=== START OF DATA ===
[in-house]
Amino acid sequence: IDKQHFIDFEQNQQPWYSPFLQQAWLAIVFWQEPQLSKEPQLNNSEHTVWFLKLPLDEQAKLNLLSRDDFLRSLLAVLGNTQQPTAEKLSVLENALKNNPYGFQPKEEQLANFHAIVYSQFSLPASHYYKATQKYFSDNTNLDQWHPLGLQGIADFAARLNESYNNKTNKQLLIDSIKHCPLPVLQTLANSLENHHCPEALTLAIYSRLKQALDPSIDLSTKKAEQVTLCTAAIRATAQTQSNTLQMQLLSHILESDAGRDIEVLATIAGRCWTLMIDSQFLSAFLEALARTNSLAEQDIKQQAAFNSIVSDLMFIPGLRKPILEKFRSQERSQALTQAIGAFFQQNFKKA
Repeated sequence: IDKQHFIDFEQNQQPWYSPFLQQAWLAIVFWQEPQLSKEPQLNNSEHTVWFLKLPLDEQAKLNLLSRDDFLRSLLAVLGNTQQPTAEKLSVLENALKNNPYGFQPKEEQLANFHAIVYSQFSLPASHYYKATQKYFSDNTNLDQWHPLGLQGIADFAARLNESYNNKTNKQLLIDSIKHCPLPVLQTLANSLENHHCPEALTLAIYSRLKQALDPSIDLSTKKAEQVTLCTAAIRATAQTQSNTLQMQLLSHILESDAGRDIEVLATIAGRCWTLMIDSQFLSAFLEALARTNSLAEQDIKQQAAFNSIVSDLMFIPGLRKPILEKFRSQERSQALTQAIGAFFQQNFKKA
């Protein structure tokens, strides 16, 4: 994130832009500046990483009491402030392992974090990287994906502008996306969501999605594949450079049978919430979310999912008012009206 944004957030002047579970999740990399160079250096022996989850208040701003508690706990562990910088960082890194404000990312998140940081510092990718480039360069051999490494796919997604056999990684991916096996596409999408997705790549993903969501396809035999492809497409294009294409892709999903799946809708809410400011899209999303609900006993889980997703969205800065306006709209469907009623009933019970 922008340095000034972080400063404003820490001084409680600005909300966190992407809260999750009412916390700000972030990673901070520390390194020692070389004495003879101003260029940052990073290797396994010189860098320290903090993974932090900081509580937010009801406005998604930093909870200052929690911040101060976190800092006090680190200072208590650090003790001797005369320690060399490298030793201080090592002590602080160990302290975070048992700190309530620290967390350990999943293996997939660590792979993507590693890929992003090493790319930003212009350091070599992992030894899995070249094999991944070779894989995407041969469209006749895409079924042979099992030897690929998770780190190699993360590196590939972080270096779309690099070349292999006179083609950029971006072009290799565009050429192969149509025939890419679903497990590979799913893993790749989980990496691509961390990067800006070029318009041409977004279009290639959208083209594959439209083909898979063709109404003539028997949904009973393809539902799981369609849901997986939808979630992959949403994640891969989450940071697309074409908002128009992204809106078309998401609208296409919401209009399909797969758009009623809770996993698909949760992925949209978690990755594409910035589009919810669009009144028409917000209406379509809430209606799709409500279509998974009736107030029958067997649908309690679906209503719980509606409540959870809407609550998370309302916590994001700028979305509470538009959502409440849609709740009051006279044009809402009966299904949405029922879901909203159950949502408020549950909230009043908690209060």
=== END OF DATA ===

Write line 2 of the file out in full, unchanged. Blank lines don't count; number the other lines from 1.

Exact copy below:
Amino acid sequence: IDKQHFIDFEQNQQPWYSPFLQQAWLAIVFWQEPQLSKEPQLNNSEHTVWFLKLPLDEQAKLNLLSRDDFLRSLLAVLGNTQQPTAEKLSVLENALKNNPYGFQPKEEQLANFHAIVYSQFSLPASHYYKATQKYFSDNTNLDQWHPLGLQGIADFAARLNESYNNKTNKQLLIDSIKHCPLPVLQTLANSLENHHCPEALTLAIYSRLKQALDPSIDLSTKKAEQVTLCTAAIRATAQTQSNTLQMQLLSHILESDAGRDIEVLATIAGRCWTLMIDSQFLSAFLEALARTNSLAEQDIKQQAAFNSIVSDLMFIPGLRKPILEKFRSQERSQALTQAIGAFFQQNFKKA